Market Volatility
SVB: Is there contagion risk for European banks?
Matteo Merlo
Equity investment analyst

Fund holdings in Credit Suisse, Signature Bank and SVB Financial Group

As of 2/28/2023

Events at Silicon Valley Bank (SVB) and Signature Bank in recent days appear to be a classic bank run with potential contagion issues – and the US Federal Reserve has moved quickly in an attempt to restore confidence, introducing an extended backstop for depositary institutions.

Over the coming days, there are several factors that will determine if this situation is contained: a) the action of stock and bond prices of other at-risk banks, b) any ratings downgrades of at-risk banks, c) depositor actions at other banks, and d) emergence of buyers for the existing assets of SVB and Signature (in the UK, the government has struck a deal for HSBC to buy SVB’s UK operations).

Looking beyond the immediate, even if the Fed’s actions are sufficient to address contagion risk for now, they do not deal with the broader question of whether the current level of interest rates is compatible for the global economy as a whole.

From a European banking perspective, exposure to the fallout appears limited as banks are heavily regulated and have far less presence in areas such as cryptocurrency, fintech and venture capital than US peers.

More broadly, European banks have a completely different structure on both the funding and asset side and there are no real ‘small cap’ or ‘niche’ listed operators in the region – they all tend to be relatively well diversified, with large funding bases built on retail branch deposits. Assets are also typically better matched to funding duration, shorter term and more liquid in case there is a need to cover deposit outflows, and a large part of securities held will be rates swapped (and so less impacted by rising interest rates).

Equity investment analyst Matteo Merlo says share price falls among European banks in recent days are difficult to reconcile with these solid fundamentals and investors may be using events at SVB as a chance to take profits after the sector was up around 20% over the year to mid-last week.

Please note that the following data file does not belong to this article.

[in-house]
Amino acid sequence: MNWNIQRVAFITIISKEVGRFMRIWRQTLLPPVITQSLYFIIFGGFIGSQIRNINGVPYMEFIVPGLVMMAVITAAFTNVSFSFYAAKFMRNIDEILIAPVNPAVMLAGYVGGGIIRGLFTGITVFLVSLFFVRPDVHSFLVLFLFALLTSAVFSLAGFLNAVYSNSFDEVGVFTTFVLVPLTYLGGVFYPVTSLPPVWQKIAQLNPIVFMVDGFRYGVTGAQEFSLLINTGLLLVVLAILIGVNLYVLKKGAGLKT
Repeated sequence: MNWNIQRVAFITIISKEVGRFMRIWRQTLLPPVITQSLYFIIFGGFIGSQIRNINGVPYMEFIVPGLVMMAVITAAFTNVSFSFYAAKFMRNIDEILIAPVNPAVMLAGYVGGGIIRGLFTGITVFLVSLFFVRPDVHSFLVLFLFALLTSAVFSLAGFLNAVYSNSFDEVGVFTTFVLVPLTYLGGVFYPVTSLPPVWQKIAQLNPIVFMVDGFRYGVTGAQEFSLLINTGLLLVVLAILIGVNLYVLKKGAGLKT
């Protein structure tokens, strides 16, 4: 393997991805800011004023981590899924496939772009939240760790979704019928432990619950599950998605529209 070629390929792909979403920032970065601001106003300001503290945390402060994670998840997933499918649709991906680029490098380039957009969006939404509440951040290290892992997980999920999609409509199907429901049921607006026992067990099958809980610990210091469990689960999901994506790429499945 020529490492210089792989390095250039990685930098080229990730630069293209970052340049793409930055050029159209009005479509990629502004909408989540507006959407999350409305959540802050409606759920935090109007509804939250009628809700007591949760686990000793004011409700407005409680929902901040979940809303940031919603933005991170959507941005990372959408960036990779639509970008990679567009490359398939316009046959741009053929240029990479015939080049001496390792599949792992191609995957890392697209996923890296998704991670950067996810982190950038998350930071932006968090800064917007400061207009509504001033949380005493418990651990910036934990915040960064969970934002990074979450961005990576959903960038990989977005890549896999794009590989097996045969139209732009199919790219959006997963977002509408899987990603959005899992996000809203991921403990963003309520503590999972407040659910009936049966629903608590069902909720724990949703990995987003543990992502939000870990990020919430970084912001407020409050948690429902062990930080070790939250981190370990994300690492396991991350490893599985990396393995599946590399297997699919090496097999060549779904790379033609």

Compared to US equivalents, he says EU banks, in general, have:

- Less interest rate risk as IRRBB (interest rate risk in the banking book) regulation limits what they can do

- Better liquidity ratios

- So far, less quantitative tightening: in Europe, it is only 0.1% of the deposit versus 0.5% in the US

- Lower and less volatile system loan and deposit growth in recent years.

“SVB seems a very idiosyncratic case with a unique business model, where the deposit level increased threefold from $61 billion to $190bn between December 2019 and December 2021. That growth is unique and something I have not seen see at any European bank,” he adds.

European banks also have ample liquidity buffers: to give two high-profile examples, BNP has €461 billion in terms of buffer (assets or eligible assets in central banks) and Barclays £318bn.

“In line with IRRBB rules, EU banks do not take on large amounts of interest rate risk, with implicit limits on how they can run their asset-liability management,” says Merlo. “Most EU banks are subject to these rules, as well as liquidity coverage ratio requirements, and Europe is tightening regulations further by adding a maximum net interest income loss hurdle. Under this regime, relatively small banks, with around €50bn in assets, are under European Central Bank (ECB) supervision, whereas in the US, SVB, with more than $200bn, has a different regulatory framework to larger names like JP Morgan.

“European banks’ Common Equity Tier 1 capital (the highest quality of regulatory capital) came under pressure during the Italian sovereign crisis, and since then, the ECB has focused on banks’ sovereign bond portfolios. It has run regular stress tests on the risk from higher rates on these portfolios, including the part held to maturity and accounted at amortised cost. Today, the ECB is signing off on dividend and share buybacks from banks, which suggests it sees no major risk on the horizon.

“Finally, European banks are not seeing any deposit outflows so far and customer deposits are still growing. We do expect outflows as quantitative tightening progresses but it will be co-ordinated.”

Overall, the European banking sector is arguably in its strongest operating position since the Global Financial Crisis. Capital ratios and profitability are at all-time highs and names such as BNP, Barclays and UniCredit have all built up excess capital. All of this does not imply an accident cannot happen but risk of contagion on the deposit side in Europe looks small today.

Matteo Merlo is an equity investment analyst at Capital Group with research responsibility for banks and asset managers in Western Europe. He has 12 years of investment industry experience and has been with Capital Group for two years. Prior to joining Capital, Matteo worked as an executive director at UBS Asset Management. Before that, he was a senior equity and credit analyst at Generali Investment Europe. He holds both a master's and bachelor's degree in economics and finance from Cà Foscari University of Venice, graduating cum laude. Matteo is based in London.

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